If for any reason you don't see the lines above let me know on zoom. As mentioned above, trying to complete most of the tutorials on the head node will cause problems for you or everyone.

You may see something like the following

We need a project to charge for interactive use. 
We will be using a dummy job submission to determine your project(s). 
We will store your (selected) project $HOME/.idevrc file. 
Please select the NUMBER of the project you want to charge.\n 
2 UT-2015-05-18

Please type the NUMBER(default=1) and hit return:

If you see the text prompting for a number MAKE SURE you select the number associated with the 'UT-2015-05-18' project.

Finally, everyone will then see something like the following:

 -> Job is now running on masternode= c401-011...OK
 -> Sleeping for 7 seconds...OK
 -> Checking to make sure your job has initialized an env for you....OK
 -> Creating interactive terminal session (login) on master node c401-011.

TACC Stampede2 System
Provisioned on 08-May-2017 at 13:27

If the above takes more than 60 seconds without giving you your prompt back, again get my attention and be ready to share your screen so we can figure out what is going on. I know there were some issues in last weeks course that required assistance from people at TACC.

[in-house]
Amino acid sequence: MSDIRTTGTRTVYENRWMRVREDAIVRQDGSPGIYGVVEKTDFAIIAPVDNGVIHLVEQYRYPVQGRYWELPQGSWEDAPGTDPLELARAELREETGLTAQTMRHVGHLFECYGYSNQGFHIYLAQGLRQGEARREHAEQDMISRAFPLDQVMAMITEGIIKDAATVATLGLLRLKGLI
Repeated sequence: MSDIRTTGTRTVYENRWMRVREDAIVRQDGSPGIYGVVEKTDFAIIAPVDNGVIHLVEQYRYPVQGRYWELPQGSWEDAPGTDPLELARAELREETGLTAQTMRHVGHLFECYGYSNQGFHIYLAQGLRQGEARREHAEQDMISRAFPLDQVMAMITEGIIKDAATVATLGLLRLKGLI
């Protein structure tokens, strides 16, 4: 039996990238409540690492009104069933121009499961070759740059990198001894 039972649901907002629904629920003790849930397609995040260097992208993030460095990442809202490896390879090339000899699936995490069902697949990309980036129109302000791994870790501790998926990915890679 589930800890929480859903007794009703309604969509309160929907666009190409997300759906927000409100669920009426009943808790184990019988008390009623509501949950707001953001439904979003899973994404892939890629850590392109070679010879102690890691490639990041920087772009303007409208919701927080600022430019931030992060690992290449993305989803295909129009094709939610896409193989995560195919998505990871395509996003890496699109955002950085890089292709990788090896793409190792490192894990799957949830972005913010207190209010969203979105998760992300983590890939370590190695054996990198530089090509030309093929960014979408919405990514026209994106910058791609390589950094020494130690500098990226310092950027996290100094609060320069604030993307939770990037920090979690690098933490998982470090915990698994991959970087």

Verifying you are in an iDev session

It is best to check if you are on an idev session before executing a command that you expect to be taxing for TACC to execute.

The simplest way is to use the following command

If you are not on an idev node you should see something like login2.stampede2.tacc.utexas.edu where a login node prefixes the stampede2.tacc.utexas.edu address. Otherwise you should see something like: c455-011.stampede2.tacc.utexas.edu where a computer number has prefixed the stampede2 address. Additionally, the "showq" command is available on head node, while it is not available within an idev node.

Launching an iDev session without a reservation

The same command used above can be used, omitting the '-r' flag. The output then becomes much more simple as at most you will be prompted for a choice of what allocation to use.

Starting an idev session
idev -A UT-2015-05-18 -m 30

30-60 minutes is a good amount of time to select, nearly all of the tutorials can be completed in that time. You can use the 'logout' command to exit an idev node if you finish 1 tutorial and are about to start another.

Here is a link back to the GVA2022 home page, but remember you can use your browser navigation to go back to the page you just came from.